Permanent URL to this publication: http://dx.doi.org/10.5167/uzh-1838
Mrkic, B; Pavlovic, J; Rülicke, T; Volpe, P; Buchholz, C J; Hourcade, D; Atkinson, J P; Aguzzi, A; Cattaneo, R (1998). Measles virus spread and pathogenesis in genetically modified mice. Journal of Virology, 72(9):7420-7427.
Attenuated Edmonston measles virus (MV-Edm) is not pathogenic in standard mice. We show here that MV-Edm inoculated via the natural respiratory route has a limited propagation in the lungs of mice with a targeted mutation inactivating the alpha/beta interferon receptor. A high dose of MV-Edm administered intracerebrally is lethal for about half of these mice. To study the consequences of the availability of a high-affinity receptor for MV propagation, we generated alpha/beta interferon-defective mice expressing human CD46 with human-like tissue specificity. Intranasal infection of these mice with MV-Edm resulted in enhanced spread to the lungs and more prominent inflammatory response. Virus replication was also detected in peripheral blood mononuclear cells, the spleen, and the liver. Moreover, intracerebral inoculation of adult animals with low MV-Edm doses caused encephalitis with almost inevitably lethal outcome. We conclude that in mice alpha/beta interferon controls MV infection and that a high-affinity receptor facilitates, but is not strictly required for, MV spread and pathogenesis.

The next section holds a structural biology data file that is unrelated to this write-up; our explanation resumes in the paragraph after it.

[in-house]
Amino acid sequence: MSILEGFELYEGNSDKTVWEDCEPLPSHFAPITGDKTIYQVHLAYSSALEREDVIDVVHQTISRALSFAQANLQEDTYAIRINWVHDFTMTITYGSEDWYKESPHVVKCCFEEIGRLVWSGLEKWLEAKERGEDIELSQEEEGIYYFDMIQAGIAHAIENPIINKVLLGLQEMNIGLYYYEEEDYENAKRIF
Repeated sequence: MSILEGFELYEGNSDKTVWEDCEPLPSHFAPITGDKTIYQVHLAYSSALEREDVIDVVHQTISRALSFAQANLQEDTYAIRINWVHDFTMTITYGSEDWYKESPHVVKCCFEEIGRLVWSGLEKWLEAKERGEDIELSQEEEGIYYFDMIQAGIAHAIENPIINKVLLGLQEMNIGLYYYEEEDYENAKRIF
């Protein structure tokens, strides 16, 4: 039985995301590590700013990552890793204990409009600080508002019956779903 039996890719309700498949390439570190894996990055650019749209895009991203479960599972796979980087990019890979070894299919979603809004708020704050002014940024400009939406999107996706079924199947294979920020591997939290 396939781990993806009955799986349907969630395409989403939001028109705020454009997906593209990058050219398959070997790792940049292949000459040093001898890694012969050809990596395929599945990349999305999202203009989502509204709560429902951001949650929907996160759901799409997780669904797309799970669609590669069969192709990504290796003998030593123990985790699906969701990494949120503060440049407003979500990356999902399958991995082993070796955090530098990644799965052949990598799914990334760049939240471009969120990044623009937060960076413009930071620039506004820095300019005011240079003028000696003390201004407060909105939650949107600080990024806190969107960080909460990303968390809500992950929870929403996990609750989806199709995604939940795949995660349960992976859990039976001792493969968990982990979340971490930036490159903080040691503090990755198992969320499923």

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|Item Type:||Journal Article, refereed|
|Communities & Collections:||04 Faculty of Medicine > University Hospital Zurich > Institute of Neuropathology|
|DDC:||570 Life sciences; biology
610 Medicine & health
|Date:||1 September 1998|
|Deposited On:||11 Feb 2008 12:25|
|Last Modified:||27 Nov 2013 20:07|
|Publisher:||American Society for Microbiology|
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